Exactly what I was thinking. As you may recall, not only was Vlade traded to Charlotte, but I believe JW had to also off load Anthony Peeler and George Lynch both of whom were recent draft picks and rotation players. Quite similar to the type of players that the FO will perhaps shed to bag the Elephants.
Randle could be the wild card if he has a real break out year running the lanes with Lonzo on the Fast Break and if he can show an outside shot.
Rick in Seattle says
Thanks Clay, as you know, great minds think alike!
Seriously, this Magic-Pelinka grand plan could easily backfire, although I’ve been impressed with their moves so far!
If their grand scheme works, they could be competitive very quickly. But if it fails, they’ve alienated (and probably lost) some of their young core.
Randle (irrespective of his potential), just does NOT fit Walton’s system. That’s why he’s a goner. Clarkson makes too much money to be a reserve guard. That’s why he’s a goner.
Paul George would be an absolute great addition, but I’m concerned that if he and Westbrook have success in OKC, he could decide to stay there.
DeMarcus Cousins is a possibility (if he will come) but can or will he adapt to Walton’s system? I would play him at PF, because he has enough talent to dominate Golden State’s Green as well as most other PF’s.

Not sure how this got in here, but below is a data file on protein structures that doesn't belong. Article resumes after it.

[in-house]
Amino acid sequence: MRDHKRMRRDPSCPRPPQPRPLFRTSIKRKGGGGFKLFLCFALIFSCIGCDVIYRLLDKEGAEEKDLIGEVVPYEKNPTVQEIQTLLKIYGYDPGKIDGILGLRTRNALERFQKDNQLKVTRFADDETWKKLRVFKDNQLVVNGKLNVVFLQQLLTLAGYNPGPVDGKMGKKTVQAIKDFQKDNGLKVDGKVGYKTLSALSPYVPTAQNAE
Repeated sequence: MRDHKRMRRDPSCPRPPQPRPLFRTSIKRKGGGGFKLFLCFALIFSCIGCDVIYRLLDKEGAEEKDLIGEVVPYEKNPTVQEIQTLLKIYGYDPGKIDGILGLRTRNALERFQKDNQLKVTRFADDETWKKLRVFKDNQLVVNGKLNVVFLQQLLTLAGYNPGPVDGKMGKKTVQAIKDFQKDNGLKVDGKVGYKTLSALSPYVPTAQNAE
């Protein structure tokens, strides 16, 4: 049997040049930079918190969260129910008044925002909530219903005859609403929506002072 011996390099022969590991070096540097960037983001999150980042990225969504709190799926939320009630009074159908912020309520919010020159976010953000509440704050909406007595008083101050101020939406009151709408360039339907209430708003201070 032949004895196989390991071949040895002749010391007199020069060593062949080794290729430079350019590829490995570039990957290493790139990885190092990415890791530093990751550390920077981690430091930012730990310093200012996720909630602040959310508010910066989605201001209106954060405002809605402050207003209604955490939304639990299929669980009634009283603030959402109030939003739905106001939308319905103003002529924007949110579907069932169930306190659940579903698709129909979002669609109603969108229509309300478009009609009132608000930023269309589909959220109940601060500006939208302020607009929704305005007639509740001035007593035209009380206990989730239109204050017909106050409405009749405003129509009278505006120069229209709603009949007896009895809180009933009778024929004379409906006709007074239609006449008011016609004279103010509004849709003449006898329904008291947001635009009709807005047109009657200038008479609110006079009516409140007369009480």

What other alternatives are out there? Could the Lakers FO talk the Pelicans out of Davis? Other than just adding more shooters, it looks like the PF position may arguably be the Lakers biggest weakness.
In looking around the league, what other players do you see that would flourish in Walton’s system?
John McGovern says
My money is on Randle improving , possibly so much as to then be unable to afford him. Clarkson has a moveable deal and is what he is, not bad, not great, and paid just about right. Deng would only be able to be moved if attached to a quality player, and l can only see Randle at that level.
I agree,one FA and sign Randle andKCP, assuming good health and play.
There are some excellent comments above. Good job by all.
Having said that, there is a subset of fans who have always mistified me by their passionate (I’m almost tempted to say, rabid) animosity toward Jordan Clarkson. I’m also not entirely convinced that Clarkson (and Randle, for that matter) have necessarily peaked. Clarkson is somewhat older (25) than Randle. That’s true. But he’s played for the last 3 years under less than ideal circumstances. Let’s look at the facts.